Importing data into RevDB
ambassador at fourthworld.com
Fri Dec 4 19:51:55 EST 2009
David Coker wrote:
> Hi Richard!
>>If you have it in Excel, can you export it using tab-delimited?
> Yes sir, been there and tried that several different ways.
> Unfortunately, that creates issues of a different sort. As a really
> poor example, this is one of the things I continue to run across
> after converting to tabbed format..
> Original example:
> blah blah,"doodah somestupidgarbagecharacterorlinefeed doodah
> Converted to tab delimited:
> blah blah(tab)"doodah somestupidgarbagecharacterorlinefeed doodah
> When saved, tab delimited format all too often renders something like
> blah blah,"doodah somestupidgarbagecharacter
> Gone is any hope of reusing the file data.
I wonder if it might be worth doing a replace on
somestupidgarbagecharacterorlinefeed to something like
"_mydumbplaceholderthang_" (or any arbitrary string unlikely to appear
in the data), then do your parsing and as the last step replace your
placeholder with the linefeed char again.
For parsing WebMerge templates I use placeholders a lot as a convenient
way to get odd characters and strings out of the way so I can do the
heavy work, putting them back when needed.
> That was actually the whole point of my original question about
> importing csv into a database. At that point I could likely pull
> the data out field by field as required and run scanners to clean
> it up enough to be used in a tab delimited format. At that point,
> it would be easy to work with using Rev in any number of ways.
If the final destination is one of the more common DBMSes out there like
SQLite or MySQL, there's got to be a CSV import filter available for
> BTW, I used your Webmerge program last night for the first time in
> a pretty long while... As part of a test run I was doing, it created
> 81,000+ html pages in just over 90 minutes. :-)
If it took that long I can tell you most of the processing time was
spent parsing the CSV.
Internally, WM uses the same format as FileMaker's Merge format,
tab-delimited without added quotes, escaping tabs in values with ASCII 4
and returns in values with ASCII 11. All supported formats (CSV, pipes,
Merge, etc.) get translated to that internal format so the actual
template processing can be standardized and fairly well optimized.
If your data was in such a format to begin with, or even using the most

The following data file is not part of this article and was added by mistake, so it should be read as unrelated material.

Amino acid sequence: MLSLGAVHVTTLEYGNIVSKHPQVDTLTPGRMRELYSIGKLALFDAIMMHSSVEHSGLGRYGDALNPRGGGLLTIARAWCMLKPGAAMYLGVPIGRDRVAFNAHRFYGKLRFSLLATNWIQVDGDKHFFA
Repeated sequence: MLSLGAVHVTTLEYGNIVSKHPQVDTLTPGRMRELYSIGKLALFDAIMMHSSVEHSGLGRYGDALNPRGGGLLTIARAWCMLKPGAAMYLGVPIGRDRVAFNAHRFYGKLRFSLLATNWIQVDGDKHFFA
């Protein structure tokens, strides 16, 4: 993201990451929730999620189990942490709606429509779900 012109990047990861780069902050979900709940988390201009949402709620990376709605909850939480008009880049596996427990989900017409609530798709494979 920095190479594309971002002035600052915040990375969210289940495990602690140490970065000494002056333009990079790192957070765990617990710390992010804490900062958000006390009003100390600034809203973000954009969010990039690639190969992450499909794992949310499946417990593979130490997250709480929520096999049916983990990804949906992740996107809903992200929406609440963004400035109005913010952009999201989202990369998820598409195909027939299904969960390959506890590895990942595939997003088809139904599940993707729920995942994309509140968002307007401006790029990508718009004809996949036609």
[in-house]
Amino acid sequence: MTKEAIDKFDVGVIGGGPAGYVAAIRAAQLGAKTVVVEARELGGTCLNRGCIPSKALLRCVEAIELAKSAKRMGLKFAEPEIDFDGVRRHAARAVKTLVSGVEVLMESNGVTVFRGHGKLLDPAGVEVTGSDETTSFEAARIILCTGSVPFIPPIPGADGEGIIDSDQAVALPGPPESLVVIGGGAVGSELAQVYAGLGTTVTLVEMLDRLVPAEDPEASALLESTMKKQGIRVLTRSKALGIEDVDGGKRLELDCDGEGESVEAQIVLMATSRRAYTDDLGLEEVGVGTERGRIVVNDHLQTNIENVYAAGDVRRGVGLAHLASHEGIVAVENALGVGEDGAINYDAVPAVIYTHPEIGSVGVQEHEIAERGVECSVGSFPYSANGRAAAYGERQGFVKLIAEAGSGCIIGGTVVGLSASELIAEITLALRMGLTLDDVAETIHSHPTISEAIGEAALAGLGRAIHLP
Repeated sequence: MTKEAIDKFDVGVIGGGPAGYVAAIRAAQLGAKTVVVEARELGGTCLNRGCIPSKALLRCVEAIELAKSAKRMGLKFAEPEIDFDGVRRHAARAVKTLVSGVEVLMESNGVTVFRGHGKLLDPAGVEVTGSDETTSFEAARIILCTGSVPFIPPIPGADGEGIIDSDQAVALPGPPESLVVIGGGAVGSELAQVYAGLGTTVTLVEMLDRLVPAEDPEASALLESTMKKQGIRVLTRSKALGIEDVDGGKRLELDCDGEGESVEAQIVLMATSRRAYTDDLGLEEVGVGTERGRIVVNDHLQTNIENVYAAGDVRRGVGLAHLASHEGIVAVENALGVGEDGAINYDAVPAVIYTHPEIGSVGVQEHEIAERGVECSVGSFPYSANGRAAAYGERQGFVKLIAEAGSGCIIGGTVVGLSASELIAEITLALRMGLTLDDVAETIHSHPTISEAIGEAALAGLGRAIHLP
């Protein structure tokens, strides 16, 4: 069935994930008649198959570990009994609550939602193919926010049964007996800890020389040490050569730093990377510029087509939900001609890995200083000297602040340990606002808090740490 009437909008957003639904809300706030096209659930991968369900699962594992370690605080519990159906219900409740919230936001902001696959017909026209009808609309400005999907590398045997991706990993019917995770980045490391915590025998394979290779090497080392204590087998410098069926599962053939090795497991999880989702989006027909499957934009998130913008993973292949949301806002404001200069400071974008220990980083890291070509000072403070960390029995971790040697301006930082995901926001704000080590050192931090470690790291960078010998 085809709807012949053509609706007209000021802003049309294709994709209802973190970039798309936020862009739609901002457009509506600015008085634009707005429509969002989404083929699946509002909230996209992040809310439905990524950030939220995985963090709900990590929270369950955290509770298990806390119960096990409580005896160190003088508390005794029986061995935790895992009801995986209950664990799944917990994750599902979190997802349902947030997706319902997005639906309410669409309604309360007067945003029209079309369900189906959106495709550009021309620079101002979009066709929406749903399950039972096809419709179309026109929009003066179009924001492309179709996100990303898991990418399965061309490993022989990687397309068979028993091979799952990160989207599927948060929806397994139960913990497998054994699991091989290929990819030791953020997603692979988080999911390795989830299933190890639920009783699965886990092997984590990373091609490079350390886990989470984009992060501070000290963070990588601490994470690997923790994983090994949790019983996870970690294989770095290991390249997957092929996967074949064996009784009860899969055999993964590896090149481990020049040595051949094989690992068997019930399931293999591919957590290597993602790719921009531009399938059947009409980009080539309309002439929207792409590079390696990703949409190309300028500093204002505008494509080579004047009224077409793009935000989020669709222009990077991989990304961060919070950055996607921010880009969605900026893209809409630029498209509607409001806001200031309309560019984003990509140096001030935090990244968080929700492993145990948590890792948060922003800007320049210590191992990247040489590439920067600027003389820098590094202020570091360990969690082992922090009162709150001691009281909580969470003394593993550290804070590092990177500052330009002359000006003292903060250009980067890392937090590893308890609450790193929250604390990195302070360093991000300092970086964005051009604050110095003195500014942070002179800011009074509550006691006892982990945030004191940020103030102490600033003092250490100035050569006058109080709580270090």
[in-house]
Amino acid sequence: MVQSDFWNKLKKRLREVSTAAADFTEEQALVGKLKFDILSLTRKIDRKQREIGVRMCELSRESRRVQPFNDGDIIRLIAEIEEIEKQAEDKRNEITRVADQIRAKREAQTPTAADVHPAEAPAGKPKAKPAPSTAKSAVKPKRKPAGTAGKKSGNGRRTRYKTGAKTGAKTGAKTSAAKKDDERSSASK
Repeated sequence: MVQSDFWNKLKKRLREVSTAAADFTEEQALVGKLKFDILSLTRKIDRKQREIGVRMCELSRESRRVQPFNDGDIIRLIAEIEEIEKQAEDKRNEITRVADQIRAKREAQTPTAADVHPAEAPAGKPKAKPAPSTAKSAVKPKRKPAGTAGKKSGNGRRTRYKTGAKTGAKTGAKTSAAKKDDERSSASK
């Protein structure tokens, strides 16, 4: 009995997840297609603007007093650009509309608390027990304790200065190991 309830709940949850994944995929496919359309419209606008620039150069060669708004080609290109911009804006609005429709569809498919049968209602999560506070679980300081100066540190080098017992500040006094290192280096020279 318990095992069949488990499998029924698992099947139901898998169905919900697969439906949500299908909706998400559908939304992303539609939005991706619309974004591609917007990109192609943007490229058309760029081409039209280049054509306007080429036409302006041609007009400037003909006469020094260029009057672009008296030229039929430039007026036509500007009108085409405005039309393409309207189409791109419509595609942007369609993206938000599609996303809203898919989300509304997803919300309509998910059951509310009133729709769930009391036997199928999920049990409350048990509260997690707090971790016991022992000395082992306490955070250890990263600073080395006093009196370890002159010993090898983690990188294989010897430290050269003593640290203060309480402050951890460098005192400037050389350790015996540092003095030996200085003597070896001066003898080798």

common pipe- or tab-delimited schemes which don't add quotes and use a
standard escape sequence for returns, it would complete those 81,000
pages in just a few minutes.
Here's an example from our Gallery page:
"On my first use of the full program yesterday, WebMerge generated
4.5MB of clean, error free HTML in less than 9 seconds.
I have one customer who cranks out more than 300,000 pages at a time in
well under an hour, and his templates are fairly complex.
With most templates the processing time after parsing the data file is a
fraction of a second per page.
For example, the tutorial set included with the demo generally finishes
its 20 pages in well under a second. In fact, when I first made WM I
set up the results dialog to show time spent in minutes, and that was
too long so I added seconds, but even that was too long so I had to go
back and revise it to be able to show elapsed time in milliseconds. :)
And this is the slow version. I originally set up WebMerge to use a
template syntax that mimic's FileMaker's but as time goes on our
customer base now includes very few people for whom familiarity with FMP
matters, so in a future version we'll be able to use an alternate
template syntax that lets us move most of the processing directly into
the Rev engine with the merge function, similar to how on-rev works.
Compared with the careful parsing of the FMP-style tags we do now, this
change will drop per-page processing times to a few milliseconds on
average, and for simpler templates even less.
SuperCard's merge function was one of the best things ever added to the
Rev engine. For all its convenient power, until on-rev expanded and
popularized it it was one of the most under-utilized powerhouses in the
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